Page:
An exploration of reader response to and social identification with Grade 12 prescribed poetry
MetadataShow full item record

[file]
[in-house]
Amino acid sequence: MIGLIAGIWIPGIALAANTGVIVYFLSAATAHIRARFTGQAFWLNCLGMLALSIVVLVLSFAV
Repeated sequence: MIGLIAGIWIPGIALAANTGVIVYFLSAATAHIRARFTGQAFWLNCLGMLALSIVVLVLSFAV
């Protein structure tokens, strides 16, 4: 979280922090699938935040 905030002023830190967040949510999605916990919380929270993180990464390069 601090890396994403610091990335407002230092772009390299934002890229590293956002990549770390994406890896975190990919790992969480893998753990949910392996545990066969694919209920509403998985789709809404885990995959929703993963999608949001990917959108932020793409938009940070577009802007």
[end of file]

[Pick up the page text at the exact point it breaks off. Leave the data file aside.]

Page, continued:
The thesis offers insight into English literature studies as taught at high school level to Grade 12 learners, employing Louise Rosenblatt’s reader response theory to explore and understand their encounter and engagement with prescribed poetry by enquiring as to whether social conditions in their lives allow an identification with these poems. The thesis argues for the validity and implementation of reader response theory in the South African curriculum because when learners engage with their memories, experiences and opinions; identification with the poem is possible. If learners identify with the poems that are being taught, there may be a sense of harmony as they realise that their problems or experiences are not in isolation. The sample population comprises of learners attending two high schools located in Mitchells Plain, Cape Town: a community that presents a myriad of societal challenges. Proper ethical considerations were followed in order to gain access to the research sites and anonymity was promised to all research participants. The research entails the usage of openended questionnaires to elicit data which has been processed qualitatively by means of content analysis whereby various central social environment themes were identified. A background of Mitchells Plain’s social ills is provided in order to understand the challenges facing the research participants. The thesis offers an extensive discussion on the history and current state of education in South Africa, as well as a delineation of the study of the discipline of poetry by highlighting its proposed benefits from humanities and scientific perspectives. Additionally, the thesis provides a background on different reader response theories and published reader response studies with a focus on the social environment of the individual for further elucidation of the theoretical framework. Results of the study reveal that the selected poems by William Blake, W.H. Auden, Gerard Manley Hopkins and Chinua Achebe yield fascinating responses as most research participants can socially identify with the contextual themes and characters. The thesis sheds light on a few shortcomings or limitations which may have impacted the data collection process and provides recommendations on how to improve any future related studies and possibilities of best teaching practice of English literature in South African high schools.